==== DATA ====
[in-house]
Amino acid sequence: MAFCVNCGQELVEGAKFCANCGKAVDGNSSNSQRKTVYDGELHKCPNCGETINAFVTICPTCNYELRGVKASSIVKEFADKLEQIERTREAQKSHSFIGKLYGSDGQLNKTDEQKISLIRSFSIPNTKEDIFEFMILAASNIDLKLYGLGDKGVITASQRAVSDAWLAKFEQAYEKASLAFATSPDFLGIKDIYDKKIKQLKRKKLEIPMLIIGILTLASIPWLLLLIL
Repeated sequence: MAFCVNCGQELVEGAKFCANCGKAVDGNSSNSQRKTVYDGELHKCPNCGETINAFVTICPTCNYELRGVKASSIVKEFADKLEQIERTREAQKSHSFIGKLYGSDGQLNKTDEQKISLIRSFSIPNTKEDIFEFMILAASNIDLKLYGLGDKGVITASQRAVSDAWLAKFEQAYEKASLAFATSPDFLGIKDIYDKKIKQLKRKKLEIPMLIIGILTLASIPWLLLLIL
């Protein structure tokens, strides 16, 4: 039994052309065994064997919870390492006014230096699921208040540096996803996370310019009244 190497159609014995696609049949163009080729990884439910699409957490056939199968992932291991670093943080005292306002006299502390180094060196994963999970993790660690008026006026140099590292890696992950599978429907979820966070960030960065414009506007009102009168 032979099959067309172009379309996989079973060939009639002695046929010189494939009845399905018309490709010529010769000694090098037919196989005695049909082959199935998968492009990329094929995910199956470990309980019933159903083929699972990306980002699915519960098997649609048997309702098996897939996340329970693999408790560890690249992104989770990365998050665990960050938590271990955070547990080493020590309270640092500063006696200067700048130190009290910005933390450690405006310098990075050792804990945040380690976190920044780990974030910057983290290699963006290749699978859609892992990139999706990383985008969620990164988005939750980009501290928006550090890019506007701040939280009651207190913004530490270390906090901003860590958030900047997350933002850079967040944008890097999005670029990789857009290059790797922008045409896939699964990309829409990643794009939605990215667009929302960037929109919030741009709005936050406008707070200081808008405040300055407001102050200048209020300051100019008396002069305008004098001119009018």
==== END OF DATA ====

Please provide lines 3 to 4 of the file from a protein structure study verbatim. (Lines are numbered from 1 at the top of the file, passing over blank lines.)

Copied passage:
Repeated sequence: MAFCVNCGQELVEGAKFCANCGKAVDGNSSNSQRKTVYDGELHKCPNCGETINAFVTICPTCNYELRGVKASSIVKEFADKLEQIERTREAQKSHSFIGKLYGSDGQLNKTDEQKISLIRSFSIPNTKEDIFEFMILAASNIDLKLYGLGDKGVITASQRAVSDAWLAKFEQAYEKASLAFATSPDFLGIKDIYDKKIKQLKRKKLEIPMLIIGILTLASIPWLLLLIL
């Protein structure tokens, strides 16, 4: 039994052309065994064997919870390492006014230096699921208040540096996803996370310019009244 190497159609014995696609049949163009080729990884439910699409957490056939199968992932291991670093943080005292306002006299502390180094060196994963999970993790660690008026006026140099590292890696992950599978429907979820966070960030960065414009506007009102009168 032979099959067309172009379309996989079973060939009639002695046929010189494939009845399905018309490709010529010769000694090098037919196989005695049909082959199935998968492009990329094929995910199956470990309980019933159903083929699972990306980002699915519960098997649609048997309702098996897939996340329970693999408790560890690249992104989770990365998050665990960050938590271990955070547990080493020590309270640092500063006696200067700048130190009290910005933390450690405006310098990075050792804990945040380690976190920044780990974030910057983290290699963006290749699978859609892992990139999706990383985008969620990164988005939750980009501290928006550090890019506007701040939280009651207190913004530490270390906090901003860590958030900047997350933002850079967040944008890097999005670029990789857009290059790797922008045409896939699964990309829409990643794009939605990215667009929302960037929109919030741009709005936050406008707070200081808008405040300055407001102050200048209020300051100019008396002069305008004098001119009018």